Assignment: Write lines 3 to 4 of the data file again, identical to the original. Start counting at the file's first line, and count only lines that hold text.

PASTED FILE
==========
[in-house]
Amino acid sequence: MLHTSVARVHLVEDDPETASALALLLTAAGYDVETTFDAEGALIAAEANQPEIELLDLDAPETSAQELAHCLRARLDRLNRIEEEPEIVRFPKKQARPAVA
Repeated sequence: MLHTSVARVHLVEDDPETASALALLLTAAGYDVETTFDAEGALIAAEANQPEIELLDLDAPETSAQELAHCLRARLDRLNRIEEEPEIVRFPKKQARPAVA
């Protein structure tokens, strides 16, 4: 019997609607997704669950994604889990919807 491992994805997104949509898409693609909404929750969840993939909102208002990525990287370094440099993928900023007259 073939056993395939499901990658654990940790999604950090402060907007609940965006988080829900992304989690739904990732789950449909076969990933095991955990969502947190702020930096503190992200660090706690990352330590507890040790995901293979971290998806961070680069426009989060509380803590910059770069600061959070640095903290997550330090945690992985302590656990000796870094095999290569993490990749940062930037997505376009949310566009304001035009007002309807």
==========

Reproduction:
Repeated sequence: MLHTSVARVHLVEDDPETASALALLLTAAGYDVETTFDAEGALIAAEANQPEIELLDLDAPETSAQELAHCLRARLDRLNRIEEEPEIVRFPKKQARPAVA
């Protein structure tokens, strides 16, 4: 019997609607997704669950994604889990919807 491992994805997104949509898409693609909404929750969840993939909102208002990525990287370094440099993928900023007259 073939056993395939499901990658654990940790999604950090402060907007609940965006988080829900992304989690739904990732789950449909076969990933095991955990969502947190702020930096503190992200660090706690990352330590507890040790995901293979971290998806961070680069426009989060509380803590910059770069600061959070640095903290997550330090945690992985302590656990000796870094095999290569993490990749940062930037997505376009949310566009304001035009007002309807």